UC engineering innovation boosts new city library’s quake resilience

28 August 2018

Christchurch’s new state-of-the-art central city library incorporates innovative University of Canterbury (UC) engineering solutions designed to help it endure a large earthquake with minimal damage.

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    Designed by University of Canterbury Mechanical Engineer Associate Professor Geoffrey Rodgers, innovative seismic dampers that challenge conventional construction wisdom are being used in Christchurch’s new state-of-the-art central city library to make it more quake resilient.

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Christchurch’s new state-of-the-art central city library incorporates innovative University of Canterbury (UC) engineering solutions designed to help it endure a large earthquake with minimal damage.

In March 2016, the Southbase-led design-and-build team behind the city’s flagship five-storey library, named Tūranga, began mapping out how they would achieve a high level of earthquake resiliency. They turned to the acknowledged expert, UC Mechanical Engineer Associate Professor Geoffrey Rodgers.

Assoc Prof Rodgers leads the field in alternative systems that use dampers to both absorb energy in a big earthquake and prevent building damage.

Getting the right structural engineering solution for Tūranga – the largest public library in the South Island – is crucial to ensuring its future seismic resilience.

The conventional approach would have been to incorporate sacrificial design features to absorb energy and prevent building collapse, however, Assoc Prof Rodgers says: “it’s a solution that saves lives but still results in high repair costs”.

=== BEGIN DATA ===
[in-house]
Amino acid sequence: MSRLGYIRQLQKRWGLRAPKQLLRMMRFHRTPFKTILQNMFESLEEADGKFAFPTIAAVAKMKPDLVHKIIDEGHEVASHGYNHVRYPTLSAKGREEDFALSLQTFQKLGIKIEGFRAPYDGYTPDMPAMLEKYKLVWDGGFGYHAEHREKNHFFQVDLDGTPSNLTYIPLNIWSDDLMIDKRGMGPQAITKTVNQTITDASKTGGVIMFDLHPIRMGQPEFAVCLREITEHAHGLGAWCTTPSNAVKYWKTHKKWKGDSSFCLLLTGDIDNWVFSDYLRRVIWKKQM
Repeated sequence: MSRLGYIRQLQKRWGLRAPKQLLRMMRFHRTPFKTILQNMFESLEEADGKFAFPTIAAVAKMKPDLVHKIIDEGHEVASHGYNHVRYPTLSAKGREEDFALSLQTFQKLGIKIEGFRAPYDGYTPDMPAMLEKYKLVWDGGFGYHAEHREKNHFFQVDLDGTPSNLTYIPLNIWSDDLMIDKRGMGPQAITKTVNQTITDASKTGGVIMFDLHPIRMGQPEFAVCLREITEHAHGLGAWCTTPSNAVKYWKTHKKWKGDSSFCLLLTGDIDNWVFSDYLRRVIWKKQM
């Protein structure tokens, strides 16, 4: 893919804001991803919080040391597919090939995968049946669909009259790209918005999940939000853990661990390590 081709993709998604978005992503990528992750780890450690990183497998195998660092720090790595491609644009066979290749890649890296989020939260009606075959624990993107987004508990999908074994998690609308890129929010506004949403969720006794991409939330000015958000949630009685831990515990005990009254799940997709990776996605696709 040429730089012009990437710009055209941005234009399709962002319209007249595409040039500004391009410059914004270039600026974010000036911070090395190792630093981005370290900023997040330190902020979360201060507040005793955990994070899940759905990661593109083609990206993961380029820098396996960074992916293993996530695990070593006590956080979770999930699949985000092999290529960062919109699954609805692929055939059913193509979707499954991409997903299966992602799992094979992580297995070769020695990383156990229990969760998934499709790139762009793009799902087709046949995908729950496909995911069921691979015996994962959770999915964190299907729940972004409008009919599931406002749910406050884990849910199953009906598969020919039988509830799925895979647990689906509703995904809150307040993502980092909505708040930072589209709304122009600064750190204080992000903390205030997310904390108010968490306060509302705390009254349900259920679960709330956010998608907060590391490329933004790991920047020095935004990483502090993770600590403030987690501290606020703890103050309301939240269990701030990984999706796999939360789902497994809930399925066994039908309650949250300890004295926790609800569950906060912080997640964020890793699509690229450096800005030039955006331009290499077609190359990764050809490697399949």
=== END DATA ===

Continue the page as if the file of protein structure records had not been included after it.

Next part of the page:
As a safer, more cost-effective alternative, he had previously developed a low-damage structural engineering design solution for Forté Health’s new building in central Christchurch, where 96 extrusion dampers were installed throughout the building’s structure. His outstanding work in this area was recognised last year with the Royal Society Te Apārangi’s Cooper Award.

Similarly, Tūranga includes extrusion dampers, larger than those used in the Forté Health building. They have been strategically bolted between key base walls and the foundation to act as motion restraints in the event of a large earthquake. In all, 20 dampers have been used, following full prototype testing. Each seismic damper is a metre long and weighs 185 kilograms.

“Under a low level of shaking, this building will respond just like a fixed base structure. Once you get beyond that low level of shaking, it has been designed to roll and move at the base but in a controlled way,” he says.

Assoc Prof Rodgers’ work has also been recognised internationally. In addition to design solutions for the Forté Health and Tūranga buildings in Christchurch, he recently contributed his expertise to a housing project for homeless and low-income people in San Francisco, in the United States. For this project, dampers were required early in the construction phase, as the design dictated placing them between the top of the piles and the foundation.

Assoc Prof Rodgers has also conducted award-winning research into early detection of wear and tear of hip-joint implants in a project called Unique Acoustic Signatures to Diagnose Impending DOOM (Dysfunction of Osteo-Mechanics).

For further information please contact:

Margaret Agnew, Senior External Relations Advisor, University of Canterbury
Phone: +64 3 369 3631 | Mobile: +64 275 030 168margaret.agnew@canterbury.ac.nz
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